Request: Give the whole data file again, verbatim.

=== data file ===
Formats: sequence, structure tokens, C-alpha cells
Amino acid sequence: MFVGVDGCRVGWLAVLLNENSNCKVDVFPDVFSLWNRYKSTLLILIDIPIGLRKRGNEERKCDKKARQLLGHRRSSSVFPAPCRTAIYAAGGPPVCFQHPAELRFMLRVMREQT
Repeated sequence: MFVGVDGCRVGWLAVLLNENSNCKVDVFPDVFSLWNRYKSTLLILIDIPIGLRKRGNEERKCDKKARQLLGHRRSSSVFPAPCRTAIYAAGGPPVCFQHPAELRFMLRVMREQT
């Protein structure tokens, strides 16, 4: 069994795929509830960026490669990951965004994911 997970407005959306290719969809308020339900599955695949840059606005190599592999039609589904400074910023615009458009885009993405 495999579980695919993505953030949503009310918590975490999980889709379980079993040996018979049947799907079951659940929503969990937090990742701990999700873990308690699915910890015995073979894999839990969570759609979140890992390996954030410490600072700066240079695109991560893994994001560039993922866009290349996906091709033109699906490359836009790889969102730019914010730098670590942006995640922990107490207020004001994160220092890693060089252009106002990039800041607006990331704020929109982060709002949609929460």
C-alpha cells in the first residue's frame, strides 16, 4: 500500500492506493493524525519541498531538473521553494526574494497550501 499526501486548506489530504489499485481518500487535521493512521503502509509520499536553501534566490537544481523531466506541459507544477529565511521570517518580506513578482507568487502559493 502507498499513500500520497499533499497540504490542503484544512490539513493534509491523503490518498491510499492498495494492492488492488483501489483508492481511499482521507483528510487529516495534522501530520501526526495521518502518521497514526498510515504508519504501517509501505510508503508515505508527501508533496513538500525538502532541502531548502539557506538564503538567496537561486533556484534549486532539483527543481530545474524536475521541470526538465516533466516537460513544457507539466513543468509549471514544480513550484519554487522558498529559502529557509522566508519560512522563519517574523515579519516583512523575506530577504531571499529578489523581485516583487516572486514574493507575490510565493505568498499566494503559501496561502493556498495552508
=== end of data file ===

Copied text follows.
Formats: sequence, structure tokens, C-alpha cells
Amino acid sequence: MFVGVDGCRVGWLAVLLNENSNCKVDVFPDVFSLWNRYKSTLLILIDIPIGLRKRGNEERKCDKKARQLLGHRRSSSVFPAPCRTAIYAAGGPPVCFQHPAELRFMLRVMREQT
Repeated sequence: MFVGVDGCRVGWLAVLLNENSNCKVDVFPDVFSLWNRYKSTLLILIDIPIGLRKRGNEERKCDKKARQLLGHRRSSSVFPAPCRTAIYAAGGPPVCFQHPAELRFMLRVMREQT
């Protein structure tokens, strides 16, 4: 069994795929509830960026490669990951965004994911 997970407005959306290719969809308020339900599955695949840059606005190599592999039609589904400074910023615009458009885009993405 495999579980695919993505953030949503009310918590975490999980889709379980079993040996018979049947799907079951659940929503969990937090990742701990999700873990308690699915910890015995073979894999839990969570759609979140890992390996954030410490600072700066240079695109991560893994994001560039993922866009290349996906091709033109699906490359836009790889969102730019914010730098670590942006995640922990107490207020004001994160220092890693060089252009106002990039800041607006990331704020929109982060709002949609929460």
C-alpha cells in the first residue's frame, strides 16, 4: 500500500492506493493524525519541498531538473521553494526574494497550501 499526501486548506489530504489499485481518500487535521493512521503502509509520499536553501534566490537544481523531466506541459507544477529565511521570517518580506513578482507568487502559493 502507498499513500500520497499533499497540504490542503484544512490539513493534509491523503490518498491510499492498495494492492488492488483501489483508492481511499482521507483528510487529516495534522501530520501526526495521518502518521497514526498510515504508519504501517509501505510508503508515505508527501508533496513538500525538502532541502531548502539557506538564503538567496537561486533556484534549486532539483527543481530545474524536475521541470526538465516533466516537460513544457507539466513543468509549471514544480513550484519554487522558498529559502529557509522566508519560512522563519517574523515579519516583512523575506530577504531571499529578489523581485516583487516572486514574493507575490510565493505568498499566494503559501496561502493556498495552508